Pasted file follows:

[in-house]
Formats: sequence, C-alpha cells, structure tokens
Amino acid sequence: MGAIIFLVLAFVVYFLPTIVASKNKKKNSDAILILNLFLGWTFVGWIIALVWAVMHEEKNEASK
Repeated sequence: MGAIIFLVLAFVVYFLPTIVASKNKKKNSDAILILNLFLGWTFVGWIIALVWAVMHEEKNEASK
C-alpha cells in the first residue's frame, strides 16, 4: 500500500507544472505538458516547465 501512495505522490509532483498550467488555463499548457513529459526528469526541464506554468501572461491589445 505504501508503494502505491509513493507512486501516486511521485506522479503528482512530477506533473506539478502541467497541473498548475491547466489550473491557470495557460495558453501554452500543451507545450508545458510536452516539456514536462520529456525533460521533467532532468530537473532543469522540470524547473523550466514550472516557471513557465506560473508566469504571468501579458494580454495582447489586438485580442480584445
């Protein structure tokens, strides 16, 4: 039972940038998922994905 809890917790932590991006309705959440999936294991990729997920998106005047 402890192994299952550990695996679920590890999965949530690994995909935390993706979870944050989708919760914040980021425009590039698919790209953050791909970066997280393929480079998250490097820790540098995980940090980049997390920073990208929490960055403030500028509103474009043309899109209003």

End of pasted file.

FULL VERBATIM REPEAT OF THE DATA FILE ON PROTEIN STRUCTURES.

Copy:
[in-house]
Formats: sequence, C-alpha cells, structure tokens
Amino acid sequence: MGAIIFLVLAFVVYFLPTIVASKNKKKNSDAILILNLFLGWTFVGWIIALVWAVMHEEKNEASK
Repeated sequence: MGAIIFLVLAFVVYFLPTIVASKNKKKNSDAILILNLFLGWTFVGWIIALVWAVMHEEKNEASK
C-alpha cells in the first residue's frame, strides 16, 4: 500500500507544472505538458516547465 501512495505522490509532483498550467488555463499548457513529459526528469526541464506554468501572461491589445 505504501508503494502505491509513493507512486501516486511521485506522479503528482512530477506533473506539478502541467497541473498548475491547466489550473491557470495557460495558453501554452500543451507545450508545458510536452516539456514536462520529456525533460521533467532532468530537473532543469522540470524547473523550466514550472516557471513557465506560473508566469504571468501579458494580454495582447489586438485580442480584445
């Protein structure tokens, strides 16, 4: 039972940038998922994905 809890917790932590991006309705959440999936294991990729997920998106005047 402890192994299952550990695996679920590890999965949530690994995909935390993706979870944050989708919760914040980021425009590039698919790209953050791909970066997280393929480079998250490097820790540098995980940090980049997390920073990208929490960055403030500028509103474009043309899109209003």